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Limestone and Chalk Features

In GCSE Geography students will look at the some of the different types of rock, and how to classify them. This quiz looks at some of the uses of limestone and chalk and also some limestone and chalk features found in the landscape, such as caves or cliffs.

The features of every landscape are shaped by its underlying geology. The Yorkshire Dales, the Chalk Downs and the White Cliffs of Dover - each of these is a famous British landscape that is entirely shaped by an underlying geology of chalk or limestone.

Limestone is composed of the skeletal remains of marine creatures that died millions of years ago. The bodies of dead corals, molluscs and other animals have built up on the sea floor over time into layers that can be hundreds of metres deep. Sometimes entire reefs can be preserved as a window into the past.

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Limestone has a variety of uses - it’s the raw material in cement, mortar, concrete, quicklime and slaked lime. It's also an ingredient in glass making and is added to bread, toothpaste, plastics, paint, tiles, medicines and cosmetics. On top of that it is used as a means of neutralising acids in water and soils and as a control for pollution. Even the humble tortoise, as well as some other animals, may be fed limestone as a calcium supplement!

For all its versatility, probably the most visible use of limestone is as a building material. Some of its features - its pure white colour and the flashes of light as the crystals present in some limestone catch the Sun - have made it a prized building material. Cathedrals, civic buildings and even the Great Pyramid of Giza are all built from limestone. However, limestone is easily attacked by acid rain, meaning that as pollution levels rise these buildings have been subjected to greater levels of erosion.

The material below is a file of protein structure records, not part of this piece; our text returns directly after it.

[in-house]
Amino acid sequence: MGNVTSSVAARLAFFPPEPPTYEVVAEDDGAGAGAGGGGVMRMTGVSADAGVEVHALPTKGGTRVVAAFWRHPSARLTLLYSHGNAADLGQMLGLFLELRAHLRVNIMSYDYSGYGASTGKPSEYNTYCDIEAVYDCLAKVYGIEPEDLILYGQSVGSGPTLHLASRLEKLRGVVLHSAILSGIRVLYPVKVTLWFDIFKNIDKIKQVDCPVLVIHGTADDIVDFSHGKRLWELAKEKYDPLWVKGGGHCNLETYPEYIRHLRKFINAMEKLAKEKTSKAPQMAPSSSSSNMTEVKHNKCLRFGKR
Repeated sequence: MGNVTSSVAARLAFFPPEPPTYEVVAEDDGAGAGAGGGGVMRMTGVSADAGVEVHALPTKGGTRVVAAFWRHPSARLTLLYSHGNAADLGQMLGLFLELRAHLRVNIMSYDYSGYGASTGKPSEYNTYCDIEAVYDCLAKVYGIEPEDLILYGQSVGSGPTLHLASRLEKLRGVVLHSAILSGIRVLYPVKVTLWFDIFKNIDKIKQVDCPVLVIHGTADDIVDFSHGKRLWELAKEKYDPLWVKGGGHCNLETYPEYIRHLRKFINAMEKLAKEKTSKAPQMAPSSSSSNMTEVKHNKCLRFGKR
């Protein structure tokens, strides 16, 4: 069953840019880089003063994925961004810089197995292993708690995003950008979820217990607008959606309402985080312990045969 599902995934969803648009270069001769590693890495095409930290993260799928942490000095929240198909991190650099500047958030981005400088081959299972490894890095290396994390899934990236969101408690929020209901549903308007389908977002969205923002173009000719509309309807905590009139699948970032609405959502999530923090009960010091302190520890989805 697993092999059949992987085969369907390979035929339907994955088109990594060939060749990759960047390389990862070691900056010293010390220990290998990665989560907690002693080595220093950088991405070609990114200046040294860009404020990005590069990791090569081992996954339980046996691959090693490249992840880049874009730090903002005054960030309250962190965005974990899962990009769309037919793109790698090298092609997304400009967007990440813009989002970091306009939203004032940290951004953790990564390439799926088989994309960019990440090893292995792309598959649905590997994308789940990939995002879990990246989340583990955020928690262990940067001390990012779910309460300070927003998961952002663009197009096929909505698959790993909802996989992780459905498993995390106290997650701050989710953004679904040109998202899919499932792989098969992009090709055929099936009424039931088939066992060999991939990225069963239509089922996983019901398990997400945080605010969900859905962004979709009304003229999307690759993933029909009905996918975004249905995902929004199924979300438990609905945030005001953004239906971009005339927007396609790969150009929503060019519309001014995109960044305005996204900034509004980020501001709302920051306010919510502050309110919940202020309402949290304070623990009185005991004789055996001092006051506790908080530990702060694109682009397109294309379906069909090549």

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  1. Why do underground rivers commonly form in limestone regions?
    Limestone is relatively easily dissolved, especially by water with a low pH. This is why acid rain is so damaging to limestone statues and buildings
  2. Since limestone is mostly composed of the remains of marine organisms, what does that tell us about the landscape these rocks were originally formed in?
    Limestone reefs often contain the remains of full heads of coral and other marine creatures. Over millions of years the land has been uplifted out of the sea
  3. Why are limestone products sometimes added to soil?
    Powdered limestone is often used to neutralise acids in the soil or water. This can be because the soil is naturally acidic, or acidic due to pollution
  4. Limestone is frequently quarried for a variety of uses, often in national parks and areas of outstanding natural beauty. Which of the following is a disadvantage of quarrying?
    Quarries will often lead to an increase in noise and air pollution in rural areas - often in national parks and areas of outstanding natrual beauty. The other three options were all advantages rather than disadvantages
  5. Fossils are frequently found in limestone. What sort of rock is limestone?
    Fossils are the remains of formerly living creatures, but the heat and pressure of metamorphic and igneous processes destroy them. Remember that fossils are found in sedimentary rocks as this is a frequent exam question
  6. What is the chemical composition of limestone?
    Limestone is calcium carbonate. This key part of concrete, glass making and other products is the same stuff that you study in science
  7. Which of the following is an example of limestone?
    This sort of question may crop up in the exam. Whilst you're not expected to know that Kentish ragstone is a type of limestone you are expected to know that sandstone, granite and marble are not limestone, even though marble and limestone share the same chemical formula
  8. Stalactites are composed of layers of calcium carbonate. Why are stalactites more common in limestone regions?
    Stalactites are layers of dissolved limestone, or other types of calcium carbonate. As the water runs down the formation it leaves behind some of that dissolved limestone
  9. Marble has the same chemical composition as limestone but is a different type of rock. Which type of rock is marble?
    Marble is created after limestone has been subjected to heat and pressure
  10. The White Cliffs of Dover are a chalk landscape. Why are these cliffs straight and relatively slow to erode rather than sloped and rapidly eroding?
    Chalk is a hard rock, meaning that it resists erosion. The powerful action of the waves at the bottom of the cliff will be the main source of erosion, causing the cliffs to have a steep straight profile. Remember that soft cliffs will have a lower profile

Author: Ruth M

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